Out on the path, you’ll have the River Avon on your right and the canal to the left as you pass through the wildlife-rich Barton Farm Country Park. Spot birds, insects, small mammals and a wide variety of plants.  

Bradford-on-AvonImage - Bradford-on-Avon

When you reach a fork in the path, turn left over the bridge to carry on following the canal or keep right for the river path. Both routes get you to Avoncliff and its magnificent Victorian aqueduct, as well as the Cross Guns pub. This is a sixteenth-century inn with timber beams, open fires and beautiful gardens with panoramic river views – a lovely spot to while away a few hours people and boat watching.

If you want to spend longer in the area, you can dine and stay at Timbrells Yard in Bradford-on-Avon, which will also give you time to explore the town's quaint shops and the historic Bridge Tea Rooms.

Cross Guns at Avoncliff
Image - Cross Guns at Avoncliff

Norton St Philip Loop

About five miles south of Bath, just a short drive or bus ride away, you’ll find Norton St Philip. This historic village makes a great starting point for a circular seven-mile walk charting country lanes and bridleways, woodland and streams, a hidden hamlet, and views back towards the city.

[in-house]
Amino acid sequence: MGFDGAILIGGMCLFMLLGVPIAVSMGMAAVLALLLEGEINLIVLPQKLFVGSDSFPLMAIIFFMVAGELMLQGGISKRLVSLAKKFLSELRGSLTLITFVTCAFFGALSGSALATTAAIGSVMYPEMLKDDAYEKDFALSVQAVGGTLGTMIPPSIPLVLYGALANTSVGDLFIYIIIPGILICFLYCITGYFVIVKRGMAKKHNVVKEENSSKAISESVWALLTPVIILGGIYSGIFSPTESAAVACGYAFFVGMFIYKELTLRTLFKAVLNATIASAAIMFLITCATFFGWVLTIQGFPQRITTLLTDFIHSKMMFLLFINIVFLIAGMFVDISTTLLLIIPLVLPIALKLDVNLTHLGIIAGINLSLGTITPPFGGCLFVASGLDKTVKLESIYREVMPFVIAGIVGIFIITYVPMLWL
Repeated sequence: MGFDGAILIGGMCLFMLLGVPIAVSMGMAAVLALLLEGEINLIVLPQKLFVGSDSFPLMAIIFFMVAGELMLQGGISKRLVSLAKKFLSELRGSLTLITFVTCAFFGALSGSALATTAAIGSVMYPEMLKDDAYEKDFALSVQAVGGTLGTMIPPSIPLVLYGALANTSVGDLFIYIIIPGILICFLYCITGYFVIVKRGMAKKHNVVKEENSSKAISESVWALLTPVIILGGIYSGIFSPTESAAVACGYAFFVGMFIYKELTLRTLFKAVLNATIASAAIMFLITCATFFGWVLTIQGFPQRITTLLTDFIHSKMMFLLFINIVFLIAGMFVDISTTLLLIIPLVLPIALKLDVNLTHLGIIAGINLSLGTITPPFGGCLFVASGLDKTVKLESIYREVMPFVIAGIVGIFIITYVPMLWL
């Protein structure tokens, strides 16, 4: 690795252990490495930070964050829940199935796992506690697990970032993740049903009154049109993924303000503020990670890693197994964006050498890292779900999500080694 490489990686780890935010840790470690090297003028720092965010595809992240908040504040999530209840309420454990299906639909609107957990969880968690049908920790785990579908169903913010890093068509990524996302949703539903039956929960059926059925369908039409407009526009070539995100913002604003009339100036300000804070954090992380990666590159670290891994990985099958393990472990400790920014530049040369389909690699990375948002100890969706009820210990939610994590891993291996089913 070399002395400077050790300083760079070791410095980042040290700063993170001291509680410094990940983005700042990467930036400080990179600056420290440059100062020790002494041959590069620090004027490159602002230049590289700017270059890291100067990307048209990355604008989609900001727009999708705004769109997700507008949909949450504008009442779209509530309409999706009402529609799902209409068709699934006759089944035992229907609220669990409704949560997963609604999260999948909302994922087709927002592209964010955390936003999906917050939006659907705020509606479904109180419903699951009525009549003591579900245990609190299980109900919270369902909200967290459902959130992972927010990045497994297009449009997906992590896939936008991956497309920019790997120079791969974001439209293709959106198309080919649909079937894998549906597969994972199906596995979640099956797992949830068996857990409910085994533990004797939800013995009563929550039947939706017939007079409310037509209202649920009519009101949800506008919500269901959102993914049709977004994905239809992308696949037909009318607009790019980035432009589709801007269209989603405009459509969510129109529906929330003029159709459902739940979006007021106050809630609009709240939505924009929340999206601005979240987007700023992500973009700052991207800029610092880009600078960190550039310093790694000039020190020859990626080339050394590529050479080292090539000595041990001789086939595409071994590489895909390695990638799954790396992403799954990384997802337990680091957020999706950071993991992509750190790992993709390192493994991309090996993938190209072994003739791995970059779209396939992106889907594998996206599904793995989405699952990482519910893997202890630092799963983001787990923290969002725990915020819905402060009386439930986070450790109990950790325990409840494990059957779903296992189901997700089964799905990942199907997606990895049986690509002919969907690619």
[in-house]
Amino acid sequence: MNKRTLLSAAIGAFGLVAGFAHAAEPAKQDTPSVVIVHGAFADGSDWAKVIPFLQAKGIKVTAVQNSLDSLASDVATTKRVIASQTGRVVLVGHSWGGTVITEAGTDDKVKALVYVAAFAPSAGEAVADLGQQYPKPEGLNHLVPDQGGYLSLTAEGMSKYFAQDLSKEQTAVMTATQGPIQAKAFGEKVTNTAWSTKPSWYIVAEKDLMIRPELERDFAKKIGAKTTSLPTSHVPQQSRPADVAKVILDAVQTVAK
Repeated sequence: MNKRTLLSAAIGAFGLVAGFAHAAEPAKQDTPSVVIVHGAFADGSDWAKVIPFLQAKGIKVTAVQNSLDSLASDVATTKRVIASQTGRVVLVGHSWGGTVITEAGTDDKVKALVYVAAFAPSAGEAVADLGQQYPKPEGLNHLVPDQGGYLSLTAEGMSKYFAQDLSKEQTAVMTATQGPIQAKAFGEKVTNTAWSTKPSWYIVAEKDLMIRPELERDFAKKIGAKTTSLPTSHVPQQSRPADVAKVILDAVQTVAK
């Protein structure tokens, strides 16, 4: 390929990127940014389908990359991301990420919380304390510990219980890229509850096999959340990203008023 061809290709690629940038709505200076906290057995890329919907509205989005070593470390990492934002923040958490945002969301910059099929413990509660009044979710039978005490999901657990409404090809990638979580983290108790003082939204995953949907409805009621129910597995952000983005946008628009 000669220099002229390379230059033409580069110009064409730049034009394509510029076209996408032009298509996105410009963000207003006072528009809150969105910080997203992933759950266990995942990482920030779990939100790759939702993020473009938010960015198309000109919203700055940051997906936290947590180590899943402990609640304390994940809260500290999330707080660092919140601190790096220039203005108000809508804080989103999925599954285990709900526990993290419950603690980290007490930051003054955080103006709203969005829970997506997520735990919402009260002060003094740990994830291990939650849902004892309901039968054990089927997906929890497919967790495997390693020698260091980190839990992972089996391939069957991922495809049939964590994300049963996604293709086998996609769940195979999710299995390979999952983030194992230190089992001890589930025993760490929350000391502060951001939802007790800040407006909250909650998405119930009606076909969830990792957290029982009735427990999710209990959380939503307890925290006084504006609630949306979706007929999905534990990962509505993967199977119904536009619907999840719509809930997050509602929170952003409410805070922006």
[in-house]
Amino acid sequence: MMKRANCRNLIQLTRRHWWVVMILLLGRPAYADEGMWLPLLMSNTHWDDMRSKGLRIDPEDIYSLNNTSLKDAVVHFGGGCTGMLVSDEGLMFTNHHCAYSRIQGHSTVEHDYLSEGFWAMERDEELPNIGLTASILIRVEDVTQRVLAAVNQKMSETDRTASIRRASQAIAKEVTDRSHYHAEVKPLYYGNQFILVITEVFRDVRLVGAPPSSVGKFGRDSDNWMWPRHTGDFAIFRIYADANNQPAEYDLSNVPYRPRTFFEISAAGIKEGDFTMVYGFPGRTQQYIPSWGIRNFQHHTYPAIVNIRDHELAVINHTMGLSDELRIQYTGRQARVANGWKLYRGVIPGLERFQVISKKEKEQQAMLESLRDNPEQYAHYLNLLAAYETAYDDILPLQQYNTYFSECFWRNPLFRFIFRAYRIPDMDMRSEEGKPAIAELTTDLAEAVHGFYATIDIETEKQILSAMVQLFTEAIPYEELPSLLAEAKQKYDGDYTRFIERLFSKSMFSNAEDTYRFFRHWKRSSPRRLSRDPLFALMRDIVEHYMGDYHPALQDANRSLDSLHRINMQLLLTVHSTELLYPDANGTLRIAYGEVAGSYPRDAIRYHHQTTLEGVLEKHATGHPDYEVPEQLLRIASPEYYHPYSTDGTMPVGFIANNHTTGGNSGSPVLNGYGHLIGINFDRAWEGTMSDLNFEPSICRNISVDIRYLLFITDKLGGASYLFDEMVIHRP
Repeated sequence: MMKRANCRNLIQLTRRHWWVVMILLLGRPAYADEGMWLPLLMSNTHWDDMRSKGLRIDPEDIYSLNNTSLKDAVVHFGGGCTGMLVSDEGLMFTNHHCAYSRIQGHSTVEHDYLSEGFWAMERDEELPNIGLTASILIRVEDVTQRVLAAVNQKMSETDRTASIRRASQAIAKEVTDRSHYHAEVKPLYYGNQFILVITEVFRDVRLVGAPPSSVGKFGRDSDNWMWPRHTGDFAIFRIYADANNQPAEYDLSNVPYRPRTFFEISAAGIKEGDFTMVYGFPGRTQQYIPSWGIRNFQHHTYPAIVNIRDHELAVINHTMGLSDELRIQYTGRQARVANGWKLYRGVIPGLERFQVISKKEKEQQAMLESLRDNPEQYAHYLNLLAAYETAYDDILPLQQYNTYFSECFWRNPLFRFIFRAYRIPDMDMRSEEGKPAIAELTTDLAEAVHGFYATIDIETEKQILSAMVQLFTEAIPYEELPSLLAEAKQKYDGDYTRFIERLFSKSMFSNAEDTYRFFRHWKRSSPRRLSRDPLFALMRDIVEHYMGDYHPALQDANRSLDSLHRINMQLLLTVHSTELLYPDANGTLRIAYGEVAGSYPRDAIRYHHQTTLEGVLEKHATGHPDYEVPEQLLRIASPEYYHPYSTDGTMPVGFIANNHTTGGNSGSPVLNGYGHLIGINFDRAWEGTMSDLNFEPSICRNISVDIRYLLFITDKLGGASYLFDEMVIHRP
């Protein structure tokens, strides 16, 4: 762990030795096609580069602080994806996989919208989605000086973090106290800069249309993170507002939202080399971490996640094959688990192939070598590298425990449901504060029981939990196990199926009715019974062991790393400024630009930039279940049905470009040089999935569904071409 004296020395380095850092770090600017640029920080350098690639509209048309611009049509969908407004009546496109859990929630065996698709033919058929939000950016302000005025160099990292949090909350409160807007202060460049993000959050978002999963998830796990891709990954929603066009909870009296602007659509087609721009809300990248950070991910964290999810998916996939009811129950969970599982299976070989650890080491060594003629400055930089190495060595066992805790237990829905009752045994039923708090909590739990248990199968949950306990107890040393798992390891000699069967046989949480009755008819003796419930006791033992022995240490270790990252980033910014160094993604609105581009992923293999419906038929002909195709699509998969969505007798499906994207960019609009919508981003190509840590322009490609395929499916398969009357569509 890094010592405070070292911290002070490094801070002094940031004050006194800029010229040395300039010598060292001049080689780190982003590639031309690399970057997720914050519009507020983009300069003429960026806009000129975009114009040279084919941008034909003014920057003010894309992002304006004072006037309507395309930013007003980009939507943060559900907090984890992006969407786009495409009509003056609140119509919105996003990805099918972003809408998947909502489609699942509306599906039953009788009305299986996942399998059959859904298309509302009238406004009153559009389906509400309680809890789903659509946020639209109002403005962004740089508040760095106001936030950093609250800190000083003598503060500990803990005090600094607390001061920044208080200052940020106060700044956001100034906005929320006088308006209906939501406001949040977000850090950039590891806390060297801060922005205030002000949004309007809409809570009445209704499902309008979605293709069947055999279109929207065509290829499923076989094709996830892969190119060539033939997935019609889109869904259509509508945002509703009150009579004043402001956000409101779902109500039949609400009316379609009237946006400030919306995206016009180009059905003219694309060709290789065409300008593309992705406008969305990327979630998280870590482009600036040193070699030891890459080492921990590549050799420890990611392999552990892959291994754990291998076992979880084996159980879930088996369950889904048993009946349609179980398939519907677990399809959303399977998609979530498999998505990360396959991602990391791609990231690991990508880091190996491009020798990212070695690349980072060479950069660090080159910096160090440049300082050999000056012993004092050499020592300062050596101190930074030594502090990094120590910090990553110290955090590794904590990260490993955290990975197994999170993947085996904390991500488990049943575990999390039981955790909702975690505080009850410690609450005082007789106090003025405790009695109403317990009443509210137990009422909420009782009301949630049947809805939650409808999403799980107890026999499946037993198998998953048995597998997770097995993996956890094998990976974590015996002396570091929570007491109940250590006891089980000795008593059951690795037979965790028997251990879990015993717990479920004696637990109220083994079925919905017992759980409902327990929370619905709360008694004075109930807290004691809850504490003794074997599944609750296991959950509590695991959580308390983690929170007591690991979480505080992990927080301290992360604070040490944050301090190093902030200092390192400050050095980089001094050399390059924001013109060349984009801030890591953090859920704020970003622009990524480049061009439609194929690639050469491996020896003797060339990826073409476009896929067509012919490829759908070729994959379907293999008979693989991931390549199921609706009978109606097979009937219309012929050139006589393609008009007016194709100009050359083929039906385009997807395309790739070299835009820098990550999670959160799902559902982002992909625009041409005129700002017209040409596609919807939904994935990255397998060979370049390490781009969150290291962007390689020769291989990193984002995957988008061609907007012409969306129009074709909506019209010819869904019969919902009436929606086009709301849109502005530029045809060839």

Set off from Bath Road, where a stile just opposite Chever’s Lane leads you to a trail across the fields to neighbouring village Hinton Charterhouse. Here you can take a break at one of two country pubs – the Rose and Crown or The Stag Inn.

View from The George Inn beer garden
Image - Beer garden at the George Inn, Norton St Philip

The next leg of the walk takes you out of the village via Tuggy’s Lane, into Tait Wood and across Norton Brook to the hamlet of Hassage. Head back to Norton St Philip from here, or take a detour to the Tuckers Grave Inn, a traditional cider house which has remained practically unchanged since WWI.